Now that we're deep into the cold and
Avoiding germs entirely would require something like solitary confinement or a head-to-toe application of Purell. As an alternative, many people try to do what they can to strengthen their immune systems.
Each capsule of Ultimate Flora Advanced Immunity from ReNew Life Formulas Inc. of
A capsule of Probiotic Immunity from New Chapter Inc., based in Brattleboro, Vt., contains 1 billion each of 10 different organisms, including Streptococcus salivarius subsp. thermophilus and Lactobacillus acidophilus, two species of bacteria often found in yogurt. Other ingredients include herbs such as cumin, ginger and spinach. Users are instructed to take two capsules each day, preferably one in the morning and one in the evening, on an empty stomach. You can buy a bottle of 90 capsules for about $20 at many health food stores.
The website for Ultimate Flora Advanced Immunity says that it "provides seasonal immune support" and "enhances respiratory health and immunity." Put together, the statements seem to imply the product improves immunity against seasonal respiratory infections. But senior vice president of marketing Brian Colin says that the company cannot legally claim to prevent or treat any disease, including the cold and flu. Instead, he says that Ultimate Flora Advanced Immunity can "promote overall immune health."
The website for Probiotic Immunity says that the product "helps promote optimal digestive and immune system function." A brochure provided by the company said that the supplement offers "live probiotics for optimal immune health." As with Ultimate Flora Advanced Immunity, users are left to themselves to speculate exactly which illnesses their newly optimal immune system might be fighting off.
The bottom line
It may seem odd, but there's no doubt that a capsule full of live yeast or bacteria could help stimulate the immune system and potentially ward off illness, says Paul Forsythe, a respiratory specialist and assistant professor of medicine at McMaster University in Hamilton, Ontario.
But, as Forsythe noted in an April 2011 issue of the journal Chest, most of the research on probiotics has been conducted in mice, and the real-world immunity benefits for humans are uncertain. Companies "are taking evidence from animal studies and stretching their claims," he says.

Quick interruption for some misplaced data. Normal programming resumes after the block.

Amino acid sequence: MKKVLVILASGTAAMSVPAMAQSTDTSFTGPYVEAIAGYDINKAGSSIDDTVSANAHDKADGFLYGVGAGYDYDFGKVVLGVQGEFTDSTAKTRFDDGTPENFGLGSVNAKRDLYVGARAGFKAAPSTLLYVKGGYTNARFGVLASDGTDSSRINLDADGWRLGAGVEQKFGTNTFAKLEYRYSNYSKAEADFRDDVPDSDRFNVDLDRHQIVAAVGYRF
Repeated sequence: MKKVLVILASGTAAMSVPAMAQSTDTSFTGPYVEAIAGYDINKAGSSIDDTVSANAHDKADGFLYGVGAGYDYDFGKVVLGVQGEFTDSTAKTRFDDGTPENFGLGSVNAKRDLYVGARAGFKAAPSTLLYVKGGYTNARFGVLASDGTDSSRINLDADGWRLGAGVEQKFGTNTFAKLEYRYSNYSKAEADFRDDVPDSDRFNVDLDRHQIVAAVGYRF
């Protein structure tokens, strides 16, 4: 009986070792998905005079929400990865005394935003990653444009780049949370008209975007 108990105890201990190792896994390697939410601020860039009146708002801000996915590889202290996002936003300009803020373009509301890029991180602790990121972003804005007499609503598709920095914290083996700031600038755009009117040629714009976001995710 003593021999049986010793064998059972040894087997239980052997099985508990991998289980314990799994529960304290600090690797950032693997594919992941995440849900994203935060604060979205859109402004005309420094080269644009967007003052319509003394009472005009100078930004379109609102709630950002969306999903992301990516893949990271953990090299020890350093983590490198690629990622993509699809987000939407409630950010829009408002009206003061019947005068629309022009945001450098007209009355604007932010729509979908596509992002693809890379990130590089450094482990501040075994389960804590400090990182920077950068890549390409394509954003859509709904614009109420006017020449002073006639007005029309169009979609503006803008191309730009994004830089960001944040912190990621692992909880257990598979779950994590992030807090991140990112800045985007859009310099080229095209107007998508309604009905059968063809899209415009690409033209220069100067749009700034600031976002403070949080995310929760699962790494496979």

Still, Forsythe sees some room for hope that the right probiotic could make the cold and flu season a little less miserable. "There is some evidence that certain strains [of probiotics] can reduce the severity and duration of a cold."
A September 2011 Cochrane Review of 14 studies found "weak" evidence that probiotics could help prevent
Dr. Sonia Michail, a pediatric gastroenterologist at Children's Hospital Los Angeles, says the basic idea behind so-called immunity-boosting probiotics makes sense. As she explains, the gut is a major front in the immune system's war against pathogens, and the immune cells there must respond to the resident bacteria. If helpful bacteria can activate immune cells in the gut, the disease fighters will spread throughout the body.
But according to Michail, studies suggest that, for unknown reasons, only some people — perhaps as few as 1 in 30 — could hope to avoid a cold by taking probiotics. And, she adds, the evidence for even this modest benefit "is far from robust."
Forsythe says that probiotics are generally safe and might be worth a try, if only for the extra peace of mind. He adds that if he were going to try a product, he'd choose one with only a single strain.
One other thing: "I wouldn't waste my money on anything expensive," he says.